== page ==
Aboard Ontong Java
On the 16th March I moved onto another boat. Largyalo was expecting a group of guests, who would be sailing on to St. Maarten. My new home for the next two weeks was Ontong Java. She had crossed the Atlantic a week after us and was moored off the beach in Port Louis, on the North West coast of Grand Terre. This had been Ontong Java's 5th Atlantic crossing, with a crew of ten.
I enjoyed living on this simple, but very effective boat. Her atmosphere was more like a tall ship, with simple wooden bunks down the sides of the hulls. There are seven berths in the slightly smaller hull, with a large store for surfboards, bicycle and ropes in the bows. The bigger hull has another 4 berths, a large galley and a large comfy saloon, the longer stern has a well for an old 40Hp outboard motor. This well also doubles as toilet.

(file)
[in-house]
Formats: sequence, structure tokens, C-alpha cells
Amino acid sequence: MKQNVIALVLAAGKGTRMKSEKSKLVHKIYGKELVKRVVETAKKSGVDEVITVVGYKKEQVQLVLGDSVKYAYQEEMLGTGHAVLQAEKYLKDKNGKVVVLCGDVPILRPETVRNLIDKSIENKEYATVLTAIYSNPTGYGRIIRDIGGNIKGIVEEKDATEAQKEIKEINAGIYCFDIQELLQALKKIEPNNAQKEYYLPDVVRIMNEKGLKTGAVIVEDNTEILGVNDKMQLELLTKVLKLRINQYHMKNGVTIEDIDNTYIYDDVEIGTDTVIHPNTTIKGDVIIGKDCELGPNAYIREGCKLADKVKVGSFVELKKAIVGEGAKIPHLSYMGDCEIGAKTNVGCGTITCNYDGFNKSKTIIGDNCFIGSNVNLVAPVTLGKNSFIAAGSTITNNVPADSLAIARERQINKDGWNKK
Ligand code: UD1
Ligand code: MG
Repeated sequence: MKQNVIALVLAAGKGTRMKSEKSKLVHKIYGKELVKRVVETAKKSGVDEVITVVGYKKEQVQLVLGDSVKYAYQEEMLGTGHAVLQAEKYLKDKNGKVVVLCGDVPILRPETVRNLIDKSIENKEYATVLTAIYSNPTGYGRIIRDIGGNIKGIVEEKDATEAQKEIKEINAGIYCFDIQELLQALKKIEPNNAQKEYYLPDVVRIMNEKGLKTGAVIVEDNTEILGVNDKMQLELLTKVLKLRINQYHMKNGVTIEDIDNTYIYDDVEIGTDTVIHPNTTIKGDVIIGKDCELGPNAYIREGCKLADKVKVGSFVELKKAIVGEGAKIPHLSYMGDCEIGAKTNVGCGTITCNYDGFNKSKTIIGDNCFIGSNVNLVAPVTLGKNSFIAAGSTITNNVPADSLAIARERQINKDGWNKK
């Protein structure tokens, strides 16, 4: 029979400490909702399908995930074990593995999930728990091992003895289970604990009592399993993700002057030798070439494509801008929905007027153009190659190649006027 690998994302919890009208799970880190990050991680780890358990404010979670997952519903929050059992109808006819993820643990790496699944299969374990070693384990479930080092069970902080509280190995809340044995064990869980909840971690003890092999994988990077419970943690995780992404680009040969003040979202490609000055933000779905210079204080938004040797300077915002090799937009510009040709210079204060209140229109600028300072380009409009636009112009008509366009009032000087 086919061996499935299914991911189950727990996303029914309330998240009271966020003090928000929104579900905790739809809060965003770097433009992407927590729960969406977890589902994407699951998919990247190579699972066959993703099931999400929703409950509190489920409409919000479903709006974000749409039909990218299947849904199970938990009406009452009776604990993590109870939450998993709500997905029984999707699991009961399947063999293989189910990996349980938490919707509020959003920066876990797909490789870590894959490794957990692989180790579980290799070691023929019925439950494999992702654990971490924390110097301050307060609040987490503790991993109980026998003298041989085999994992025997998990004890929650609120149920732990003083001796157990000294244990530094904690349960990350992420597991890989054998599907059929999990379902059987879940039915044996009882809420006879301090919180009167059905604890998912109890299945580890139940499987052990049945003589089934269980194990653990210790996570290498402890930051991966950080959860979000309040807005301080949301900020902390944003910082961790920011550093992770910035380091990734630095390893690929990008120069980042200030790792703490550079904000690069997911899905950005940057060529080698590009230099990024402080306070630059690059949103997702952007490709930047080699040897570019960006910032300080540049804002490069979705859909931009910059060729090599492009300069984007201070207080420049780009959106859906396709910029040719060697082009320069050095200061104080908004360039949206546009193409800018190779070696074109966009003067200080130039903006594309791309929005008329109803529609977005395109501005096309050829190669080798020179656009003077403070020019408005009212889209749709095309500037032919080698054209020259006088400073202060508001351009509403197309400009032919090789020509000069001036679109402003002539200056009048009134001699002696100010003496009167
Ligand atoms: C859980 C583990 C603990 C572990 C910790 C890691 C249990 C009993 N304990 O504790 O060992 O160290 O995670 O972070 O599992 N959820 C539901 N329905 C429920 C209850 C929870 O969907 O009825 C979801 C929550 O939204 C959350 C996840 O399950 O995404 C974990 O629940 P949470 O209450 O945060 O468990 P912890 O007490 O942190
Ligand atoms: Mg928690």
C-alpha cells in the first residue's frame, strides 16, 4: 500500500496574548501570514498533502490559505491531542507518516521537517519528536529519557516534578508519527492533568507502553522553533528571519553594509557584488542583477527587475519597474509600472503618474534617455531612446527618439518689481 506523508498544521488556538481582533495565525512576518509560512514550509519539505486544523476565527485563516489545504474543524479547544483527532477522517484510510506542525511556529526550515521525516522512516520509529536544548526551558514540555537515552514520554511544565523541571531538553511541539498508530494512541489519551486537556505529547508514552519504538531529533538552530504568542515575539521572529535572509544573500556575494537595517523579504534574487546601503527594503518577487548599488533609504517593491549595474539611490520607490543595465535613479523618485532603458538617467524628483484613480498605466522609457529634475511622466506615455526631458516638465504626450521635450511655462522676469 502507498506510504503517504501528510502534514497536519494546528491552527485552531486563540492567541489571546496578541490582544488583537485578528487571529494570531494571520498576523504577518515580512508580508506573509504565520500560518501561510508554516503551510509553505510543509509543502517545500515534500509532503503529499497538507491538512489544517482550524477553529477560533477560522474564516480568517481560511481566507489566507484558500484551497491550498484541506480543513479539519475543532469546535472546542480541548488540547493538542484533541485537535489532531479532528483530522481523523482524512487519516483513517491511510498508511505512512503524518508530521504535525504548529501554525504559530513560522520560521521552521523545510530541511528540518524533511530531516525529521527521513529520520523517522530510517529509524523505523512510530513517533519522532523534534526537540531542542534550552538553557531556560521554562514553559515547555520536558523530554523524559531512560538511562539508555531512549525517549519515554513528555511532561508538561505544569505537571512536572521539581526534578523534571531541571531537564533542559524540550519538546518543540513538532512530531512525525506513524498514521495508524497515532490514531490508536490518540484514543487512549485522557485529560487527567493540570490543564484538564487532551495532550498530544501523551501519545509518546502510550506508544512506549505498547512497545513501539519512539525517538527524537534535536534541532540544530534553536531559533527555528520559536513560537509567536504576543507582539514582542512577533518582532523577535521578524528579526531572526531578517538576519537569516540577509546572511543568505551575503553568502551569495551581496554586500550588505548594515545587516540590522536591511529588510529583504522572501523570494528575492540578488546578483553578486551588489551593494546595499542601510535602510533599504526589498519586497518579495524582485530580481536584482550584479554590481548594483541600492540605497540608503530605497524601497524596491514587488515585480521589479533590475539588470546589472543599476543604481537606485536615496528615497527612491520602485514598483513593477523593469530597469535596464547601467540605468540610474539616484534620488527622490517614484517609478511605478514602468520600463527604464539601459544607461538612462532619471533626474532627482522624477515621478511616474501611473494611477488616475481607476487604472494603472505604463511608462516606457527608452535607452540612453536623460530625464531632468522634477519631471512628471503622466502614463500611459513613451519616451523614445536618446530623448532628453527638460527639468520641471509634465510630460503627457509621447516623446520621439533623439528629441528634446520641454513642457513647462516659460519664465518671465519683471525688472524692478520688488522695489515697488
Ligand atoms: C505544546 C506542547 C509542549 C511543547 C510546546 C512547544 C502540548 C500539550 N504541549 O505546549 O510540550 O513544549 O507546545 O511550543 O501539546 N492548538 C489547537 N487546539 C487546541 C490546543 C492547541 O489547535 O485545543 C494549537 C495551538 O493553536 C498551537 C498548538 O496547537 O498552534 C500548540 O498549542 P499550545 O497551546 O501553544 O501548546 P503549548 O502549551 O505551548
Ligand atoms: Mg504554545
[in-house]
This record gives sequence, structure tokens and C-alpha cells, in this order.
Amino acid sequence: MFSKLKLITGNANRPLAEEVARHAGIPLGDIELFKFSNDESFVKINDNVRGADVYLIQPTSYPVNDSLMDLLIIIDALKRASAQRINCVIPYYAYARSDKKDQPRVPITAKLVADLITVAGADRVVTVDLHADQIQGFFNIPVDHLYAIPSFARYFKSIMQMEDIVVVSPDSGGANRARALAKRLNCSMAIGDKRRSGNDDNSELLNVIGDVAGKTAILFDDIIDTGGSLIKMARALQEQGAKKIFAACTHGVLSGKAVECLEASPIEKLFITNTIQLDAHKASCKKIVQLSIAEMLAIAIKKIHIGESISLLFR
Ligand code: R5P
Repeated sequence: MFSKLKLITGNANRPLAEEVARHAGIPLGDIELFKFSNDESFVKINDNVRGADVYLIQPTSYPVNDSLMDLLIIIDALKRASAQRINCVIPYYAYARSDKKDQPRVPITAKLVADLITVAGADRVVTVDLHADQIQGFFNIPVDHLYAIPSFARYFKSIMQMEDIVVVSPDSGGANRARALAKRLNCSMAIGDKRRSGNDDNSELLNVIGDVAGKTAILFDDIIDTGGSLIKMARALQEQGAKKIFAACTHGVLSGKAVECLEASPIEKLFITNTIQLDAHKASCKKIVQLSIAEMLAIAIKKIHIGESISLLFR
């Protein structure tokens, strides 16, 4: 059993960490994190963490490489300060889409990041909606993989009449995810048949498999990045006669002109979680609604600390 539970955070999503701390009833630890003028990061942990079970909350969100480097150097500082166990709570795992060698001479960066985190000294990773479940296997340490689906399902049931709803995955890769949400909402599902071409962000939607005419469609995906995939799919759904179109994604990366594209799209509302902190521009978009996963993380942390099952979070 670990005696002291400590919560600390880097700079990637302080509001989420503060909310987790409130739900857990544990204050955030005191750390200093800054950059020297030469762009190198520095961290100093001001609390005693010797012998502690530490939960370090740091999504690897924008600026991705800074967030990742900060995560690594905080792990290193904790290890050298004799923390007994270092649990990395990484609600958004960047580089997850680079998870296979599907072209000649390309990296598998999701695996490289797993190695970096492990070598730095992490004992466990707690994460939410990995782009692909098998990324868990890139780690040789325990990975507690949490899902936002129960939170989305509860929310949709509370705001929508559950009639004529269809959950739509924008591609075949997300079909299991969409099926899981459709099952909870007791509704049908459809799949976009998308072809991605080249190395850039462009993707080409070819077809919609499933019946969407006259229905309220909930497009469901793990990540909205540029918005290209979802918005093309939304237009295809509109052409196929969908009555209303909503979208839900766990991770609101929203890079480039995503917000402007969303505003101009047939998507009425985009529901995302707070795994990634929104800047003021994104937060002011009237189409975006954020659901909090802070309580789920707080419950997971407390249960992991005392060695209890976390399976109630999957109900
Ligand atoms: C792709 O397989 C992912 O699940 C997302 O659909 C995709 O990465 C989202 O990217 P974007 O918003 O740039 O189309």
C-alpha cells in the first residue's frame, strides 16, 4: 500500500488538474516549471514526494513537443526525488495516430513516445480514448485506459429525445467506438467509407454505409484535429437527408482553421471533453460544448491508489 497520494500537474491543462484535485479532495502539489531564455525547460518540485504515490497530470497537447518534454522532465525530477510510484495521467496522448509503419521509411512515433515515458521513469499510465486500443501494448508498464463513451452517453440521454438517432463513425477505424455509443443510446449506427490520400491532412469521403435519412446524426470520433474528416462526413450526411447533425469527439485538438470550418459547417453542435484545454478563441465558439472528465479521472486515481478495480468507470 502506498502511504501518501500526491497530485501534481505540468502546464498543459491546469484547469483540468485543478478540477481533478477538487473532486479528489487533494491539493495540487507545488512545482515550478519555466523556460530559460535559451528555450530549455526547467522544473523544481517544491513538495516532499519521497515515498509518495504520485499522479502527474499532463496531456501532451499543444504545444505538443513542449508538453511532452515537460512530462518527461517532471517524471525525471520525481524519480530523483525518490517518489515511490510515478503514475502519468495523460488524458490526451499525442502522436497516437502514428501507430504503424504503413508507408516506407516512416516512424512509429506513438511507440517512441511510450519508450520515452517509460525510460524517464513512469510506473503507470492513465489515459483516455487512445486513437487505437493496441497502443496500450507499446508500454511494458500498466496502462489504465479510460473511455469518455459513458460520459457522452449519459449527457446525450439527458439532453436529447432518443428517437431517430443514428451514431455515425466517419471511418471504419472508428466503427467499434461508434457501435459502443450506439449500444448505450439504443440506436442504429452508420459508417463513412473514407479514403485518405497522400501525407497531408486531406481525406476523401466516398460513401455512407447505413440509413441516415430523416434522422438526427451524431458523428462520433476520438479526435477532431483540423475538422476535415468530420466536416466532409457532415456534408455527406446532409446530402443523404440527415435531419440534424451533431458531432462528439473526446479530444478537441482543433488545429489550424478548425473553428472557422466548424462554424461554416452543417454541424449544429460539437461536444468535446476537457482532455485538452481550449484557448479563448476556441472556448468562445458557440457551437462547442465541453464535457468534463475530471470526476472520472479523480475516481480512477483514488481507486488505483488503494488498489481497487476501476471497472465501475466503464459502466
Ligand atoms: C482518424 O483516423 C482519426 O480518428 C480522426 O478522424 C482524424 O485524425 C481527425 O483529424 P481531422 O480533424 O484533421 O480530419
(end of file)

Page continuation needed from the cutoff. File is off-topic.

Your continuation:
Everything is made in natural wood, good African hardwood, often left bare. The hatches are large and on tall coamings and can be propped up for ventilation. The platform is made from wide hardwood planks, all lashed to the crossbeams. Ontong Java is like the wooden ships that still sail in Indonesia, which James and I had studied. Her rig made from cut down yacht sails, natural grown spars and repurposed ropes and blocks is also in the same idiom. (You can search for Hans and his boats on the Internet, including sailing videos).
Entertainment on board was provided by the chicken. It had started to lay eggs at the end of their voyage in a nest box in Hans' cabin, so it was saved from going into the pot (actually it had become a pet). There also was Didi, a small delightful dog, temporarily lodging on board. I really enjoyed the company of Hans, we had lots to discuss, and the three girls reminded me of my time in my twenties on Tehini. I had once been an adventurous 20 year old that set off on a trans-Atlantic voyage on an exotic ship with a fascinating skipper. There were so many years spent with James to reflect on.